The mental anguish from our MPN’s can be more crippling than the disease at times and we have to speak up when we hit bottom, not keep it in. Otherwise over time our damaged psyche has the potential to slip in to a deeper depression. Some of us do not leave our homes due to this and others require medication to treat depression, and face constant battles with anxiety and panic attacks.

I like many of you get tired of talking with Doctors about my MPN and there are times I leave the MPN Facebook Forum not for the reasons I tell you but because it’s difficult to hear of friends passing from the same disease I have. We all want to find a way out of this mess but sometimes it just not possible. Sometimes we have to accept what is most true. That at some point we will all die and if it’s not from an MPN it will of course be something else.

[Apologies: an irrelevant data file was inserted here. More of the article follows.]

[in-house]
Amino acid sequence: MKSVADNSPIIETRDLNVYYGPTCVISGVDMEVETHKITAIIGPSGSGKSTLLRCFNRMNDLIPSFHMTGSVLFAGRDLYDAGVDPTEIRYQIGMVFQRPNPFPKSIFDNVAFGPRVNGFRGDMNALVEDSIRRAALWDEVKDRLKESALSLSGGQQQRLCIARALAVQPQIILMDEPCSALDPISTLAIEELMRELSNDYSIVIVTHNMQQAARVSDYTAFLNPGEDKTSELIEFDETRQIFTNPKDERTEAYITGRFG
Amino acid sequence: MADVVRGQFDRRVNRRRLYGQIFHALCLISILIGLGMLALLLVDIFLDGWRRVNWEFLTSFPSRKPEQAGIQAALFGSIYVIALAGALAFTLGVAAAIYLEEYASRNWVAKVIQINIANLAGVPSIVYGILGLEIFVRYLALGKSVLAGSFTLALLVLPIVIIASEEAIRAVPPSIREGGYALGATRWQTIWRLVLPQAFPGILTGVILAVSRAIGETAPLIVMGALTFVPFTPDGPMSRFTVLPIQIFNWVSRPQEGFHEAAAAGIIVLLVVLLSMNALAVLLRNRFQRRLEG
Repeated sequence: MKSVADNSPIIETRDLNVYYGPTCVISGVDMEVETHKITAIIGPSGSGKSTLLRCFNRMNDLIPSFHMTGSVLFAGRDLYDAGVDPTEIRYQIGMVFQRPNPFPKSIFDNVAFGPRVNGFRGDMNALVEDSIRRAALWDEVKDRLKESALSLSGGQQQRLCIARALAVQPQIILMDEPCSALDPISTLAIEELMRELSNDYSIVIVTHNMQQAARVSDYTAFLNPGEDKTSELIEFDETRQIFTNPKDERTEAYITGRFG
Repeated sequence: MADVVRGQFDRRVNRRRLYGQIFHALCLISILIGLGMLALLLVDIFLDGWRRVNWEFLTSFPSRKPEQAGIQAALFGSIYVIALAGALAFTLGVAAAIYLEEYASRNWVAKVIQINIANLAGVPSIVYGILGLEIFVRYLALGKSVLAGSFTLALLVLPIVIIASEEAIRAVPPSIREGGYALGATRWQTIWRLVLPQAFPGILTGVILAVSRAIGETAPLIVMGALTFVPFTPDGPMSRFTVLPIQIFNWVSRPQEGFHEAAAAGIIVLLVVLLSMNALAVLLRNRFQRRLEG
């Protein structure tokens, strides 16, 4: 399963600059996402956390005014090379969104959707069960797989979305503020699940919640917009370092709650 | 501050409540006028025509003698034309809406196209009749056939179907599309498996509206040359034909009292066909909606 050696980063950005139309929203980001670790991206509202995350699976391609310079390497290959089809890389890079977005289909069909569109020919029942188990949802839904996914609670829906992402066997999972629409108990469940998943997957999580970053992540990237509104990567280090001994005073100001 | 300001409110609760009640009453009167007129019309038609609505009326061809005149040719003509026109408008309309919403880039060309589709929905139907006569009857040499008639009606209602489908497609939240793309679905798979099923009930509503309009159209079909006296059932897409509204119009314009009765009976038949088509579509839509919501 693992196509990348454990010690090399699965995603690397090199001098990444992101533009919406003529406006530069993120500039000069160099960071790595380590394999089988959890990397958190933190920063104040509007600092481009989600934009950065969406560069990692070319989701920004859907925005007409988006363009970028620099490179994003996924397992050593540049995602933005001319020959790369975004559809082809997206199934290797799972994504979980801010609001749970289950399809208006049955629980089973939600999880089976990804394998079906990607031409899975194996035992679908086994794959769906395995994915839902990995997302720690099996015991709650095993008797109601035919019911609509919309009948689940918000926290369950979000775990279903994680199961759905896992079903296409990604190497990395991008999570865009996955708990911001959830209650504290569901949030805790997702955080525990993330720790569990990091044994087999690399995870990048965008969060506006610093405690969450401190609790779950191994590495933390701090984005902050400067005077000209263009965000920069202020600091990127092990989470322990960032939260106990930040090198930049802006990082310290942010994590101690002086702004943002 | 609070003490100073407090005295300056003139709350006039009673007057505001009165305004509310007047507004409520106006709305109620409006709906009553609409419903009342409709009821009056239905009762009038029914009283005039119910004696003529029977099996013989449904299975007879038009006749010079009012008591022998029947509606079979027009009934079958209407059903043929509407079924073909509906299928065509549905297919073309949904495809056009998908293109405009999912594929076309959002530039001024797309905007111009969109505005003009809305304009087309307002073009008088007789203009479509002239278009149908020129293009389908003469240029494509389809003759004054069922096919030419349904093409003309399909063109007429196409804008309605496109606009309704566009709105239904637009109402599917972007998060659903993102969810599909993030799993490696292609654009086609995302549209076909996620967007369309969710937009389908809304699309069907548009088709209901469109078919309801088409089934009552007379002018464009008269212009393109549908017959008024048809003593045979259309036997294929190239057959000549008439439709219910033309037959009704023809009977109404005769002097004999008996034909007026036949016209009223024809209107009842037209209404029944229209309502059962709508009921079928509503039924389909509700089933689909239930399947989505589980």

According to the American Cancer Society “it’s normal to grieve over the changes that cancer brings to a person’s life. The future, which may have seemed so sure before, now becomes uncertain. Some dreams and plans may be lost forever. But if a person has been sad for a long time or is having trouble carrying out day-to-day activities, that person may have clinical depression. In fact, up to 1 in 4 people with cancer have clinical depression.”

“While it is not abnormal to feel low or depressed from time to time following the diagnosis of a blood cancer, it becomes a “clinical depression” or “major depressive episode” when the symptoms are stronger than normal or persist for too long.”